Currently, several important details remain unresolved, such as what happens where the deletion has occurred due to a dispute or dissatisfaction with the original registrar. ICANN is discussing how these issues can be addressed.
Overall, the proposed Redemption Grace Period has won broad support and is likely to be introduced in some form later this year. It is important to remember though that it will only apply to the generic TLDs and may only be beneficial to domain names in active use. Businesses may still have to proactively monitor dormant domain names such as defensive registrations.
Introduction of .pro
Of particular interest to the legal profession, ICANN announced on 8 May 2002 that it has executed an agreement with RegistryPro, Inc. for the operation of the new top-level domain “.pro” registry.
The .pro extension will create the Internet’s first top-level domain exclusively for licensed professionals. Expected to launch by the end of 2002 or early next year, the .pro top-level domain will offer registrations only to acknowledged professionals. Initially, registrations will be open to the medical (e.g., .med.pro), legal (e.g., .law.pro) and accountancy (e.g., .cpa.pro and .acct.pro) professions and associated institutions (such as hospitals).
To facilitate the highest levels of privacy in communications and authenticated transactions, RegistryPro will be the first registry to require enhanced security with every .pro name. Every registrant’s professional standing will be verified, and each will be issued a digital certificate enabling encryption and digital signature services.
Given the importance of confidentiality to the legal profession, the introduction of the .pro TLD may be a welcome step towards more widespread use of technology for enhanced security in Internet communications.
New waiting list service
Verisign, the Registry for .com and .net, has announced plans to offer a new Wait Listing Service (WLS). This will allow interested parties to buy a secondary right to a domain name that is already registered by someone else. Should the name be deleted from the Registry database during the one-year period of the WLS subscription (e.g. for non-payment of the renewal fee) the subscriber will automatically become the new Registrant of the domain. This system is intended to reduce the technical problems arising when batches of expired names are released by the Registry for new registration.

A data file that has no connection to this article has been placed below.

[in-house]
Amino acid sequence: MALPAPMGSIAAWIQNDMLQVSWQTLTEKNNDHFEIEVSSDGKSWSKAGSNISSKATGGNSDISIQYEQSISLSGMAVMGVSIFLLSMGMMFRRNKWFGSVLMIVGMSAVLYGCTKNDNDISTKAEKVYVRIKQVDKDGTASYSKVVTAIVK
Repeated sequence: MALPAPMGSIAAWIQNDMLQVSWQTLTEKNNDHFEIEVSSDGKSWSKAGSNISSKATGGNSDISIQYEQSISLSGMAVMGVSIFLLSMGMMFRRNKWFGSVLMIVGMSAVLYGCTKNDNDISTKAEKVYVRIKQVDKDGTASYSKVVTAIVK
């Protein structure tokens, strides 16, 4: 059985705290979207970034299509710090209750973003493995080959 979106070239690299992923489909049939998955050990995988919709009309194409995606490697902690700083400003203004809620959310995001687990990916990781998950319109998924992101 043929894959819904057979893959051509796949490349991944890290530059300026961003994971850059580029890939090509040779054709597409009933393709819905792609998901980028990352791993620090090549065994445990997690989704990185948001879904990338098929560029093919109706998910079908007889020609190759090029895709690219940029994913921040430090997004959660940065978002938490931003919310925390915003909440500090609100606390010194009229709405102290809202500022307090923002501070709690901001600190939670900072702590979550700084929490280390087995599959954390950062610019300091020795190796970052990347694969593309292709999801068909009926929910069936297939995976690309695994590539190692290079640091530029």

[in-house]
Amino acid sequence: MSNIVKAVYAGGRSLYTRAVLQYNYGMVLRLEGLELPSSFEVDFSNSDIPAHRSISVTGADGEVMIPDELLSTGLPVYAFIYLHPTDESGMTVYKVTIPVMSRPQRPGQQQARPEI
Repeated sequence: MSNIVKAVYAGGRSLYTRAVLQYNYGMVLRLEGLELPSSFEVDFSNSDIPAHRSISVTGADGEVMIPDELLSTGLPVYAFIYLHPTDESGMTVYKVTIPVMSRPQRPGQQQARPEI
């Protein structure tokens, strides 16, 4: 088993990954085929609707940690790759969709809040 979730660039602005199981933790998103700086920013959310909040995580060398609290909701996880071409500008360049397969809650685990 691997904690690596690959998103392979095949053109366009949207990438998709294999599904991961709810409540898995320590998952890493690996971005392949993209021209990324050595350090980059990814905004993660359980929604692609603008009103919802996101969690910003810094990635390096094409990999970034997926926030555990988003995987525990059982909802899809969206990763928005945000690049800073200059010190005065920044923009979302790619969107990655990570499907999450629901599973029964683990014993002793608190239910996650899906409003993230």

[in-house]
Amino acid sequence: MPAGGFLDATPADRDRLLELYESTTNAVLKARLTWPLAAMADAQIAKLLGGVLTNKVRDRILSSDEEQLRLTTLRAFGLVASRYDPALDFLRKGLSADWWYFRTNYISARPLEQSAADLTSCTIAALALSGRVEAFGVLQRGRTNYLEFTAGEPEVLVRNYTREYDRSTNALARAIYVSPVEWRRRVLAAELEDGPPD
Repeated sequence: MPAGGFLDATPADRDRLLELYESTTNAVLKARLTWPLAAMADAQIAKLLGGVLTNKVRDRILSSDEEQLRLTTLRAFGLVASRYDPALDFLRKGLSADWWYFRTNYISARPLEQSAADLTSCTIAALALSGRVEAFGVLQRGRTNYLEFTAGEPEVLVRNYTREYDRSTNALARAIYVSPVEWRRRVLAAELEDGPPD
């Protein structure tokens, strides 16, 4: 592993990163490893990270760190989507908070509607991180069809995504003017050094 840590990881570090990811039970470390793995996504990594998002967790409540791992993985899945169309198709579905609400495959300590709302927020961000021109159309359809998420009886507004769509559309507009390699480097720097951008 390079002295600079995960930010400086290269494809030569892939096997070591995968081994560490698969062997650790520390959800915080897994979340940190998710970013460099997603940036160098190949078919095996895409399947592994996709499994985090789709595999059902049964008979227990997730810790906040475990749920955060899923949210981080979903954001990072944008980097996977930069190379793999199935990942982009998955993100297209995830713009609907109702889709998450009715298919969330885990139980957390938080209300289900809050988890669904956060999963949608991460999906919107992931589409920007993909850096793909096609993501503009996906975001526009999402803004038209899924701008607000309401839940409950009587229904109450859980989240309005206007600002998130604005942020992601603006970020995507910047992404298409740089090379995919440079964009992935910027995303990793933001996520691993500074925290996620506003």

One implication of this new service for intellectual property owners is that domain name speculators could soon be buying rights on trademarked domains with the knowledge that they would be guaranteed registration of the domain were it ever to lapse. This highlights the importance of having in place an appropriate domain name registration policy.
There are also some issues that need to be addressed before the service can be launched. For example, would domain name holders be able to discover the identity of the person waiting for their domain name and what if that person were a known infringer?
It may even be a good idea for domain name owners to buy up the wait list right on their domains as an insurance policy against a fault in the renewals process, particularly if the domain name is of considerable value.
There has been significant resistance to the new service. The WLS requires the approval of ICANN before it can be launched. So far this has not been forthcoming. The WLS was due to launch on 20 March 2002. Although ICANN has already rejected Verisign’s original proposal, Verisign has submitted an amended proposal and a final decision is expected in June.
Nigel Miller is a partner at City law firm Fox Williams. He is also joint Chairman of the Society for Computers & Law.
© Fox Williams 2002